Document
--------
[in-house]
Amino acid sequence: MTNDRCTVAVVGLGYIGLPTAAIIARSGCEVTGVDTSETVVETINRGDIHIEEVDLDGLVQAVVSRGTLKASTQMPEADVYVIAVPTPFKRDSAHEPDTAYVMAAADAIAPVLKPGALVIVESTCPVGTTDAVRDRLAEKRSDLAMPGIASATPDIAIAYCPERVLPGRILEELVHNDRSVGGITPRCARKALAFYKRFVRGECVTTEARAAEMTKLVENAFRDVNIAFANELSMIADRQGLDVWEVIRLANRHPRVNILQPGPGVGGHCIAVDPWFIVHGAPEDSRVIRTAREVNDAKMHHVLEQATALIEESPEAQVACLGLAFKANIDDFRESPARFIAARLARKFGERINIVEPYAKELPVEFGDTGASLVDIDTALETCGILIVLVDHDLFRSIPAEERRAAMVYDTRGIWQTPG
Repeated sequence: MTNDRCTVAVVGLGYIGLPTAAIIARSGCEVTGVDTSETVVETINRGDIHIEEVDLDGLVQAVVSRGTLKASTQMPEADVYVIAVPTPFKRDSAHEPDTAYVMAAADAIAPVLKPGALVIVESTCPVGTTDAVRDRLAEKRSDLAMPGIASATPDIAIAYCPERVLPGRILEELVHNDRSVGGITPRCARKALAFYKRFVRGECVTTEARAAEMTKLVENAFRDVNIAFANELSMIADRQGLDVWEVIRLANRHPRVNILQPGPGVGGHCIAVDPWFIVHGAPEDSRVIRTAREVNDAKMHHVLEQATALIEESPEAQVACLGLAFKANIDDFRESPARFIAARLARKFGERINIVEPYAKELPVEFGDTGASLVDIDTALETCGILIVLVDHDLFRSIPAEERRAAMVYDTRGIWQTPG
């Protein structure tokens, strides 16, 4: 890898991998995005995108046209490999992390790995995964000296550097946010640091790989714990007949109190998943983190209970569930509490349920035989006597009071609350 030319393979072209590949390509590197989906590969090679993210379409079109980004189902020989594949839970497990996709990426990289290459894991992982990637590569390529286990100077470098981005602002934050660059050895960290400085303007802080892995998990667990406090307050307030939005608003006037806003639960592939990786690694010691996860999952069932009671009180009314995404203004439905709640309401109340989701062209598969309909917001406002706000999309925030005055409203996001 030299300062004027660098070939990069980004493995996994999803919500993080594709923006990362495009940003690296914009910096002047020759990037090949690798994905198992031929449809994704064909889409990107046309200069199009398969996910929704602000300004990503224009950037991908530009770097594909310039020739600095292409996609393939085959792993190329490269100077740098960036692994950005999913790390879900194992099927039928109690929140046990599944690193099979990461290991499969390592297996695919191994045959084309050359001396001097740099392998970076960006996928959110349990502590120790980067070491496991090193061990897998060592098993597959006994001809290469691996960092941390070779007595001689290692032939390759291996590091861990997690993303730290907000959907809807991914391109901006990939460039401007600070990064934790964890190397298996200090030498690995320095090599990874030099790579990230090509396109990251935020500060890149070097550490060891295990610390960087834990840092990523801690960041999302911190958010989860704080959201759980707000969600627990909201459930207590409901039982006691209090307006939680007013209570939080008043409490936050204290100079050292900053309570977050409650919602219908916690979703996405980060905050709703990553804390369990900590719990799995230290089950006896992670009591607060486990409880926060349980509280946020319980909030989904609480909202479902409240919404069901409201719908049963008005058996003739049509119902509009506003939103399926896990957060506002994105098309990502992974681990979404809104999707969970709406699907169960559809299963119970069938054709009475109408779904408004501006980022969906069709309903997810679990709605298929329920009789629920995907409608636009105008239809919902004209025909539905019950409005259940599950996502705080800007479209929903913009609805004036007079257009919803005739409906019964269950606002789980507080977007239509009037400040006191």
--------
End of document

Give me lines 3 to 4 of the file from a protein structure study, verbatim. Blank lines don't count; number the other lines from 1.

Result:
Repeated sequence: MTNDRCTVAVVGLGYIGLPTAAIIARSGCEVTGVDTSETVVETINRGDIHIEEVDLDGLVQAVVSRGTLKASTQMPEADVYVIAVPTPFKRDSAHEPDTAYVMAAADAIAPVLKPGALVIVESTCPVGTTDAVRDRLAEKRSDLAMPGIASATPDIAIAYCPERVLPGRILEELVHNDRSVGGITPRCARKALAFYKRFVRGECVTTEARAAEMTKLVENAFRDVNIAFANELSMIADRQGLDVWEVIRLANRHPRVNILQPGPGVGGHCIAVDPWFIVHGAPEDSRVIRTAREVNDAKMHHVLEQATALIEESPEAQVACLGLAFKANIDDFRESPARFIAARLARKFGERINIVEPYAKELPVEFGDTGASLVDIDTALETCGILIVLVDHDLFRSIPAEERRAAMVYDTRGIWQTPG
């Protein structure tokens, strides 16, 4: 890898991998995005995108046209490999992390790995995964000296550097946010640091790989714990007949109190998943983190209970569930509490349920035989006597009071609350 030319393979072209590949390509590197989906590969090679993210379409079109980004189902020989594949839970497990996709990426990289290459894991992982990637590569390529286990100077470098981005602002934050660059050895960290400085303007802080892995998990667990406090307050307030939005608003006037806003639960592939990786690694010691996860999952069932009671009180009314995404203004439905709640309401109340989701062209598969309909917001406002706000999309925030005055409203996001 030299300062004027660098070939990069980004493995996994999803919500993080594709923006990362495009940003690296914009910096002047020759990037090949690798994905198992031929449809994704064909889409990107046309200069199009398969996910929704602000300004990503224009950037991908530009770097594909310039020739600095292409996609393939085959792993190329490269100077740098960036692994950005999913790390879900194992099927039928109690929140046990599944690193099979990461290991499969390592297996695919191994045959084309050359001396001097740099392998970076960006996928959110349990502590120790980067070491496991090193061990897998060592098993597959006994001809290469691996960092941390070779007595001689290692032939390759291996590091861990997690993303730290907000959907809807991914391109901006990939460039401007600070990064934790964890190397298996200090030498690995320095090599990874030099790579990230090509396109990251935020500060890149070097550490060891295990610390960087834990840092990523801690960041999302911190958010989860704080959201759980707000969600627990909201459930207590409901039982006691209090307006939680007013209570939080008043409490936050204290100079050292900053309570977050409650919602219908916690979703996405980060905050709703990553804390369990900590719990799995230290089950006896992670009591607060486990409880926060349980509280946020319980909030989904609480909202479902409240919404069901409201719908049963008005058996003739049509119902509009506003939103399926896990957060506002994105098309990502992974681990979404809104999707969970709406699907169960559809299963119970069938054709009475109408779904408004501006980022969906069709309903997810679990709605298929329920009789629920995907409608636009105008239809919902004209025909539905019950409005259940599950996502705080800007479209929903913009609805004036007079257009919803005739409906019964269950606002789980507080977007239509009037400040006191």